Daniel Herrera, left, and Hannah Weeks, right, pose in front of Selah High School on Nov. 13, 2020. They serve as representatives on Selah’s school board, acting as a liaison between students and school board members.

Jeff Hartwick, president of the Selah school board, says examining issues from various perspectives is key in running a successful school district. Among the most important of those perspectives, he says, are the opinions of the students.

Hannah Weeks and Daniel Herrera, both students at Selah High School, have taken on a unique leadership role to help inform the school board on those perspectives.

Weeks and Herrera are serving as the student representatives on Selah’s school board, acting as liaisons between the board and the student body.

“It’s super cool to see how it’s run and how the members take on their responsibilities so well,” said Weeks, a senior who has started her second year in the position. “They understand and want to make the best decisions for the district as a whole.”

The Selah school board is among 20% of school boards in the state that include representatives from the student body, according to the Washington State School Directors Association.

“Selah School District is proud to be in the minority by including student reps in the SSD boardroom,” Hartwick said.

Student representatives have been a part of the Selah school board for about seven years. In any given school year, a junior and senior student from Selah High School serve on the board. Once a student graduates, a new student from the current junior class is selected through an application process to serve a two-year term.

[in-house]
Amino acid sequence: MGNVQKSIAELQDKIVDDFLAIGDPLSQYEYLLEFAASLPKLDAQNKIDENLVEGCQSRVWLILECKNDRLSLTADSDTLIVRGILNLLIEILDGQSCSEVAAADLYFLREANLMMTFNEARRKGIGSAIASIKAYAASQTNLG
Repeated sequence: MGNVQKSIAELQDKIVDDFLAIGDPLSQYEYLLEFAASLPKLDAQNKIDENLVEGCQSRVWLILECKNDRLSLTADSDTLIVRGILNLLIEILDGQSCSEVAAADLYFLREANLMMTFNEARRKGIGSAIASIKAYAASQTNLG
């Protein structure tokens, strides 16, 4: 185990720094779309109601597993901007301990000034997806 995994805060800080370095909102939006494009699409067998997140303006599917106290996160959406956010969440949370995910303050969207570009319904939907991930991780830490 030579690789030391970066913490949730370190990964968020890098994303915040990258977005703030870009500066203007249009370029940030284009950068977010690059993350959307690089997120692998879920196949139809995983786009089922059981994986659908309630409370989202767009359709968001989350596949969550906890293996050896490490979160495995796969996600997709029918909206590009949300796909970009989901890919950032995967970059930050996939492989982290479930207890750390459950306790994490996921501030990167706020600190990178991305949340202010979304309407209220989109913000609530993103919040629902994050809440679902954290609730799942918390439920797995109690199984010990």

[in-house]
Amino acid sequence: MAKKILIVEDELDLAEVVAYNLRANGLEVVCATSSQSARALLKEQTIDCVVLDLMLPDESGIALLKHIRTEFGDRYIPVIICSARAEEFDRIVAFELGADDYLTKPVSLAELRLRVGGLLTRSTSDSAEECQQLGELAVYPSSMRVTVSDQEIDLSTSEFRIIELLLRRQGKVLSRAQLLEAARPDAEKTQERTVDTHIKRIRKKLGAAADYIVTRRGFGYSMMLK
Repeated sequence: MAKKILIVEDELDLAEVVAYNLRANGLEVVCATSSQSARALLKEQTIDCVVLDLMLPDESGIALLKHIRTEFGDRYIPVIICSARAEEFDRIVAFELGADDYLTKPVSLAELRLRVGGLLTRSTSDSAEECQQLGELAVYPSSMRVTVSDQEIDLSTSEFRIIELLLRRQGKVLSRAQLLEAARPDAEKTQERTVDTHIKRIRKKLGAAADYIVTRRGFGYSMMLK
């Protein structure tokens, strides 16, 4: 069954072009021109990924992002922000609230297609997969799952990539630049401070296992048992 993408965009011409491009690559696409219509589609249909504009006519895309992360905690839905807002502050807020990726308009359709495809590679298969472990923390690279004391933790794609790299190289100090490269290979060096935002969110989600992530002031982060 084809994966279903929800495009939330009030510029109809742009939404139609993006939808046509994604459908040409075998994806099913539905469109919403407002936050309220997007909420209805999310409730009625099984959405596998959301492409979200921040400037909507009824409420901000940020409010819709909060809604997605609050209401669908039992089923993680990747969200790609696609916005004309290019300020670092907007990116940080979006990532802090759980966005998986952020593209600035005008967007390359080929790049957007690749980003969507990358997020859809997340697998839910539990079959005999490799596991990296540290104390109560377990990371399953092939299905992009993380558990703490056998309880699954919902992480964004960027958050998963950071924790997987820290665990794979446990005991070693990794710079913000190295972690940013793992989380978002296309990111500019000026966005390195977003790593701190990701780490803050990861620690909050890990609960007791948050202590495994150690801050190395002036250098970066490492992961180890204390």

Herrera, a junior, was selected in late September to begin his term as a student representative. Motivated by his desire to advocate for his fellow students, Herrera has enjoyed his experience so far.

“A big thing that pushed me to do it is to give the student body a voice so the administrators can understand where we’re coming from,” Herrera said. “I like to get my point across without being disrespectful.”

Hartwick says he and his colleagues look forward to working with Herrera on the school board in the coming two years. And he views Weeks as someone who has been an asset to the group during her term as a student representative.

“Hannah’s been a delightful person to have on the board,” Hartwick said. “She listens and is engaged throughout the meeting and asks good questions.”

As student representatives, Weeks and Herrera attend school board meetings on a regular basis to share what is happening in schools, particularly activities taking place at the high school.

“The value that student reps bring is that they bring a student perspective,” said Hartwick. “(They) keep us grounded and keep us informed on what’s going on inside in the student world.

Hartwick acknowledges that he and his colleagues are unable to form a clear picture of the student body’s opinions without speaking with the students themselves. He says students have offered valuable insight on topics that directly impact the students of the Selah School District.

Weeks feels that she has benefited from the experience of serving on the school board. Not only has Weeks gained insight into the inner workings of the school district, she had the experience of traveling to Olympia and meeting with state legislators. Weeks says she valued the opportunity to have her voice heard by those in power.

Likewise, Herrera appreciates being a part of the school board and feels that the experience is helping him grow into a more professional person.

Weeks recommends that other students consider applying to be a student representative.

“Having the opportunity and taking it is super rewarding,” she said. “And you’ll see benefits — making connections with other community members and board members. Being a voice to the student body has been an opportunity that I’ll take to college and beyond.”

Natalie Keller is a sophomore at Selah High School.